At the end of the day, repentance is not some negative, life-denying gesture. In fact, repentance doesn’t mean turning to a past way of thinking or doing at all. Repentance means turning to a new way. Repentance does not mean to change from what we are to what we were. It means to change from what we are to what we are going to be.

This is what the season of Lent is all about. At the beginning of Lent, on Ash Wednesday, these powerful words uttered accompanied the imposition of ashes on your head, “Repent and Believe in the Gospel.” Both the words and the imposition of ashes goes to the heart of what Lent is all about. Lent wishes us to focus on our mortal humanity. Lent seeks to prepare our hearts for Jesus' death on the cross. Lent is an invitation to consider our sin. In our day and age, in our sin-denying and positive thinking culture, this seems rather morbid. It almost does appear as if we Catholics idolise sin by virtue of the fact that we are constantly speaking about it, or as our detractors would claim, we are ‘hung-up’ on it. But, neither does Jesus or the Church belabour the points. Jesus calls us to repent not because he wants us to dwell on our sin but because he wants to get that barrier out of the way.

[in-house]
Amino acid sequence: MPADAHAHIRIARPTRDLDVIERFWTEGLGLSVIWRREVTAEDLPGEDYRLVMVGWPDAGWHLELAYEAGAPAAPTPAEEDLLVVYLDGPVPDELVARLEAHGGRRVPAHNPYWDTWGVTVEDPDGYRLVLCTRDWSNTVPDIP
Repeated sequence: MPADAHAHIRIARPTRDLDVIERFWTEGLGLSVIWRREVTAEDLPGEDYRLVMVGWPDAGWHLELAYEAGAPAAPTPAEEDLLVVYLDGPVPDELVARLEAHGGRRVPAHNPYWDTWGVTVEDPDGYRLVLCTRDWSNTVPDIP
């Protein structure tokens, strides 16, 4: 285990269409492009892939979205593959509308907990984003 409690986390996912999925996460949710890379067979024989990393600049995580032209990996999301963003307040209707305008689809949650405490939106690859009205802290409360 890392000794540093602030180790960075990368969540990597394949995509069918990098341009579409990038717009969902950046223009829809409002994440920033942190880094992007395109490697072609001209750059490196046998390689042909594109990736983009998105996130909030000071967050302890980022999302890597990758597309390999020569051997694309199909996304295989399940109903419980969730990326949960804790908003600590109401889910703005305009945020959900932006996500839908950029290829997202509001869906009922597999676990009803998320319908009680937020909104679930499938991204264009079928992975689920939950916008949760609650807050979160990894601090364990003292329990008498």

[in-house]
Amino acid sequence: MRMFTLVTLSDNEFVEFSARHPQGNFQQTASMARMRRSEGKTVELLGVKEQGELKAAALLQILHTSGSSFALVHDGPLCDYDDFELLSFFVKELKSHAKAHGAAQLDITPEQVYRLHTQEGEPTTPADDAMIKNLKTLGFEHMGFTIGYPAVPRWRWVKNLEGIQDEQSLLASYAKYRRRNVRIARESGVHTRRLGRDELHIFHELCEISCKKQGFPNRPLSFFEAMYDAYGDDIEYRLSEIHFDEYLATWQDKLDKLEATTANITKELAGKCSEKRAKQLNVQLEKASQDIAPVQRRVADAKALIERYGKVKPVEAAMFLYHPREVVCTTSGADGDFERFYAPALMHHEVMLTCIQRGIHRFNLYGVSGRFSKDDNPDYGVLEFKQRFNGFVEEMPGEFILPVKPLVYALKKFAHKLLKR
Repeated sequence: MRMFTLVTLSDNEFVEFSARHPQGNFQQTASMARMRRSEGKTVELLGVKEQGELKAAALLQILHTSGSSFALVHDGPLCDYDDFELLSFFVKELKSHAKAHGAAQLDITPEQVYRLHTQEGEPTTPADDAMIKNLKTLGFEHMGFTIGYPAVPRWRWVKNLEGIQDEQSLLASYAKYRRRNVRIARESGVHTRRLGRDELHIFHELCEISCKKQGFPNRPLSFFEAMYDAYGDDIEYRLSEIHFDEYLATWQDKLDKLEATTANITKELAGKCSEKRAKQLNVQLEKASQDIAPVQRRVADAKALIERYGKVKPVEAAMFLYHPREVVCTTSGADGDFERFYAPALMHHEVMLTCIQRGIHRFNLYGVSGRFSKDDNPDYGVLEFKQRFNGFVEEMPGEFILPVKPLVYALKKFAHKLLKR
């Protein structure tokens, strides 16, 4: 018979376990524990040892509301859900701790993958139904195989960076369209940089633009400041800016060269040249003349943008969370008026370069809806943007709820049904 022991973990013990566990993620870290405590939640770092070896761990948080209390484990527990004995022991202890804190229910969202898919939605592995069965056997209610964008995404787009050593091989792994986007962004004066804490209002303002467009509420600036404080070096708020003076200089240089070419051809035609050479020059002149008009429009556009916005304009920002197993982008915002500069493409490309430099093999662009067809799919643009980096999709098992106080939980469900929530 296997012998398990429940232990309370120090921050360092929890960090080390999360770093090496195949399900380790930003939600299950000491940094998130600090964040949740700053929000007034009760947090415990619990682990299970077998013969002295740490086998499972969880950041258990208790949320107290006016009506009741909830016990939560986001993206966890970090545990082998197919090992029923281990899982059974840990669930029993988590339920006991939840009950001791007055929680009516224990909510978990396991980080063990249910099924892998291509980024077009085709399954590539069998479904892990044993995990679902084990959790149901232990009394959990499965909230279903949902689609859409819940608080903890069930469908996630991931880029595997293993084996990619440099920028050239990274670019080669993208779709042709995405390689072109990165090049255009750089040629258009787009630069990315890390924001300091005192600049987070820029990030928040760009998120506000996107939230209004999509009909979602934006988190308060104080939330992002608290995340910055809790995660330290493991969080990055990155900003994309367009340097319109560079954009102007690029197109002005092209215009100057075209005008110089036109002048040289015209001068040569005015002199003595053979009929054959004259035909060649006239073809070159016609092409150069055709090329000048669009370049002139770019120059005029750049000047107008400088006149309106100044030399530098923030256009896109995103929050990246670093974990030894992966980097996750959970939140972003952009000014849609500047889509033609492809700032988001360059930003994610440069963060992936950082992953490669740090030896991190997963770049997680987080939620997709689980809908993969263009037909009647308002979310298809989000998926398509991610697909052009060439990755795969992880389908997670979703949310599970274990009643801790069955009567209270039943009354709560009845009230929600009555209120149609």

So, during this Lent, let us try not to be distracted by all the bad things that happening in this world and around us. There is no denying that they are very real. But more importantly, during this Lent, let us heed the words of Jesus who throws the challenge back to us, “unless you repent you will all perish as they did.” Lent heralds the beginning of a season in which we are invited to examine our hearts and get the sin out of the way so that God's grace can pour in all the more. So that the power of the resurrection can be all the more present and real in our lives and in the world around us.